The only person who is able to control Eric is Neville (Ben Mendolsohn), Eric’s father who has been incarcerated for life. Neville is higher up in the prison gang and he displays unique methods to reduce Eric into a beseeching small boy. He asks him to join in Oliver’s class, where the prison’s tough cases go through anger management. While Oliver attempts to reform Eric, corrupted and dangerous elements like the warden (Sam Spruell) wants to ‘warehouse him’ or else finish him off by making it look like a suicide.

                                   The heavily accented British slang tinged with prison code words is really hard to follow, but director David MacKenzie have kept language in the secondary place as the story dynamics are played out perfectly in obvious physical terms. Every prison film has its own surrogate father-son relationship, but here it is given with a twist as the relationship becomes biological. The father-son bonding also doesn’t happen in a conventional manner as both the characters feel an embarrassment to recognize the relationship. It seems only feeling the father-son share is anger. The script is written by Jonathan Asser, who has his own work experiences as a prison therapist. So, there is authenticity in the way the therapy sessions unfold as all the alpha-males go through their emotions. The fictional therapist Oliver is shown as a guy who has his own set of anger problems. He seems to be infected by the prisoner’s problems, while trying to instill some hope.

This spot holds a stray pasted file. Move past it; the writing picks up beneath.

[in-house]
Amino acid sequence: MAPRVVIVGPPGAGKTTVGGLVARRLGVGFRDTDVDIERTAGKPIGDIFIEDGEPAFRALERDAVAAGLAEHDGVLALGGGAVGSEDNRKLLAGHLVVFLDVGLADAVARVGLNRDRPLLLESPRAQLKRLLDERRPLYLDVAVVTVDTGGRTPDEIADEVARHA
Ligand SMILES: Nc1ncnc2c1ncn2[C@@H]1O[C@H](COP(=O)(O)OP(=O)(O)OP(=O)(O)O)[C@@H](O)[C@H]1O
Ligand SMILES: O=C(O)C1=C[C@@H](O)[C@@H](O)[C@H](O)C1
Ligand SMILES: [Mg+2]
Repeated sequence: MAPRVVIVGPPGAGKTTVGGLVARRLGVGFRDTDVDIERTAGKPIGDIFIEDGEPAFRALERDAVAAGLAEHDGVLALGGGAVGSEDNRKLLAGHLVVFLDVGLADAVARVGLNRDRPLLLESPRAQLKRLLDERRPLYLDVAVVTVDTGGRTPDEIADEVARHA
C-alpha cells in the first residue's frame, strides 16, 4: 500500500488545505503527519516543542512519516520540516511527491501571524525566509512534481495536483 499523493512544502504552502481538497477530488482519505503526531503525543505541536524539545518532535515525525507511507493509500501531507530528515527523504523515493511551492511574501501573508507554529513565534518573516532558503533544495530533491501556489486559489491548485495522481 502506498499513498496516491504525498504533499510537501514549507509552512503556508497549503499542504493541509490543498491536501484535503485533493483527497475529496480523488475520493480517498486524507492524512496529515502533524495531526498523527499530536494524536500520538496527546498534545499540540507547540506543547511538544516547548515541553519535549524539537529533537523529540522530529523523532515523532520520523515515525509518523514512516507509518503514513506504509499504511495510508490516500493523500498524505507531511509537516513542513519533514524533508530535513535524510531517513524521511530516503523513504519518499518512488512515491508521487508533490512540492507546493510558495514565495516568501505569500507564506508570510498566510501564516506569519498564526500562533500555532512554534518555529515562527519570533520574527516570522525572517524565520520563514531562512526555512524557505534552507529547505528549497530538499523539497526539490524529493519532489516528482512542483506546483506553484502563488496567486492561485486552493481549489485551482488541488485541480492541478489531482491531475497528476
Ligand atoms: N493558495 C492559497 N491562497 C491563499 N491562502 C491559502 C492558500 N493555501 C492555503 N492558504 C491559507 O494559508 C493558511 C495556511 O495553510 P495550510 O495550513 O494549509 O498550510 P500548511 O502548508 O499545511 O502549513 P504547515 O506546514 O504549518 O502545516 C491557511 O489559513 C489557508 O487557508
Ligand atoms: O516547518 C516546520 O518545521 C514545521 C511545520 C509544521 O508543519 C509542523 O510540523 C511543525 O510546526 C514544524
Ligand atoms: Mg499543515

The father/son bond wavers into some scenes of melodrama (becomes a little sentimental), but for the most part it is naturalistic and soulful. The graphic violence doesn’t look exploitative. O’Connell gives a robust performance as the volatile and scary Eric. His on-screen behavior is too raw to categorize it as acting. Although O’ Connell isn’t physically intimidating like Tom Hardy in “Bronson”, he certainly looks dangerous especially in the way his character fights back without thinking about consequences. Tremendous Australian actor Mendelsohn is equally belligerent as his character tries to regain parental respect in a clumsy manner.

                                   Prisons are designed to deter the violence in society. “Starred Up” shows how hard it is to discourage violence and abuse, and instill hope inside prisons. The powerful performances and gritty script makes up for the flaws of this predictable story.